In the News
Shots (NPR), 12/13/18
Presidents of the U.S. National Academy of Medicine, the U.S. National Academy of Sciences and the Chinese Academy of Sciences wrote an editorial this week calling for an international effort to prevent the creation of gene-edited babies without approval. Hank Greely, with the Stanford Center for Biomedical Ethics and director of the Center for Law and the Biosciences, is quoted here.
Abraham Verghese and Sonoo Thadaney Israni explore how AI could help doctors remain caring and generous in a recent essay and podcast. Verghese is the Linda R. Meier and Joan F. Lane Provostial Professor; Israni is the executive director of Presence and of the Program in Bedside Medicine/Stanford 25.
Popular Science, 12/06/18
This piece explores whether the parents of the twins reportedly created using CRISPR were appropriately advised of the risks of the undertaking. Kelly Ormond, professor of genetics, is included here.
Advanced Health Care Directive
California law give you the ability to ensure that your health care wishes are known and considered if you become unable to make these decisions yourself. Completing a form called an “Advance Health Care Directive” allows you to do a number of things:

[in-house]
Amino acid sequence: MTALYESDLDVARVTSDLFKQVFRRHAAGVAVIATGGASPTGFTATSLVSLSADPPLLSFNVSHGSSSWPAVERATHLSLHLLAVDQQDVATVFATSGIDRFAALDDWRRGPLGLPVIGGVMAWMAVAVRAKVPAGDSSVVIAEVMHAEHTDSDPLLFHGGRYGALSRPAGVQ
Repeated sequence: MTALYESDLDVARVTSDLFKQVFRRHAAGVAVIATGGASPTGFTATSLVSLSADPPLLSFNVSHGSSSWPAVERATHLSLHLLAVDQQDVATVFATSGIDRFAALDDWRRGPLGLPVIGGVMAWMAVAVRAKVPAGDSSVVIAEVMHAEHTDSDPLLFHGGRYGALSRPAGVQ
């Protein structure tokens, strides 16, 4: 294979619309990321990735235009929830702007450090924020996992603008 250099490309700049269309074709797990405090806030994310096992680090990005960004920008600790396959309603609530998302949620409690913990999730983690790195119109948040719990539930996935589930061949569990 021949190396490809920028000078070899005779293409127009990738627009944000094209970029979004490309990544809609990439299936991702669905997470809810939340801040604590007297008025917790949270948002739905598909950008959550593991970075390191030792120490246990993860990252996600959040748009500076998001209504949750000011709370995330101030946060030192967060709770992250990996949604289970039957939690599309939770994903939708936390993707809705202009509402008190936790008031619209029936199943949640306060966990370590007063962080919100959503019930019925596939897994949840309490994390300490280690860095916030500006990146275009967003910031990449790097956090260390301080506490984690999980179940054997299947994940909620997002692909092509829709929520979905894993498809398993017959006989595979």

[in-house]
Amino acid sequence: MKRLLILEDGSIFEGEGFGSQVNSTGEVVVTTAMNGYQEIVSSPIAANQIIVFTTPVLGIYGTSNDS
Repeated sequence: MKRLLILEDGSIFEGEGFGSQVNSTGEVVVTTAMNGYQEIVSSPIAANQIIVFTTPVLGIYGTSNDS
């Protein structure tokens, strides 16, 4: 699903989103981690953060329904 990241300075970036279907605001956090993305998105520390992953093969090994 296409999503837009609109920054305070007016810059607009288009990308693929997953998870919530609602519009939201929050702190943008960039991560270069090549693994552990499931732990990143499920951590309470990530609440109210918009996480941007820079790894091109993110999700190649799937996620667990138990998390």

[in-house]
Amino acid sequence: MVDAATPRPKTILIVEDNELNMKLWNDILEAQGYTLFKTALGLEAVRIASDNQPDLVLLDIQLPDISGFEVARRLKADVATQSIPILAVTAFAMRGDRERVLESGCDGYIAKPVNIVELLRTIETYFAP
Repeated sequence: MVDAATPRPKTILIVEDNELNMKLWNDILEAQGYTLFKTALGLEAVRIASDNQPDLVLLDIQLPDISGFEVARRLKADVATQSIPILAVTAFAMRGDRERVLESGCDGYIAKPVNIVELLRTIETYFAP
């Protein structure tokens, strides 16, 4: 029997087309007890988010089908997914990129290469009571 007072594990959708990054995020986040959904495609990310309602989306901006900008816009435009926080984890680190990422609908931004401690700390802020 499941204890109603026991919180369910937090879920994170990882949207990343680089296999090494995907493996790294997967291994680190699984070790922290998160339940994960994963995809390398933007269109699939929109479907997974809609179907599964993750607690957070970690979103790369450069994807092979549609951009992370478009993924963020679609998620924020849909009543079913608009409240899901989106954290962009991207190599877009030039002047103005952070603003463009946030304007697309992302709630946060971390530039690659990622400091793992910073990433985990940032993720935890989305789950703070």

Appoint another person to be your health care “agent”
Delineate your health care wishes, such as:
- Health care instructions, including life support, organ and tissue donation
- Revoke prior directives
A sample form is attached for reference. Acknowledgment before a notary public is not required if two qualified witnesses have signed this Directive in Part 5. In other words this is a free legally binding document.
Ways to Give Gifts
A gift may be made in the form of a check, securities, a bequest, or a complex trust arrangement designed to maximize tax advantages. Checks should be made payable to Stanford University.
For financial donations, please contact the Stanford Center for Biomedical Ethics at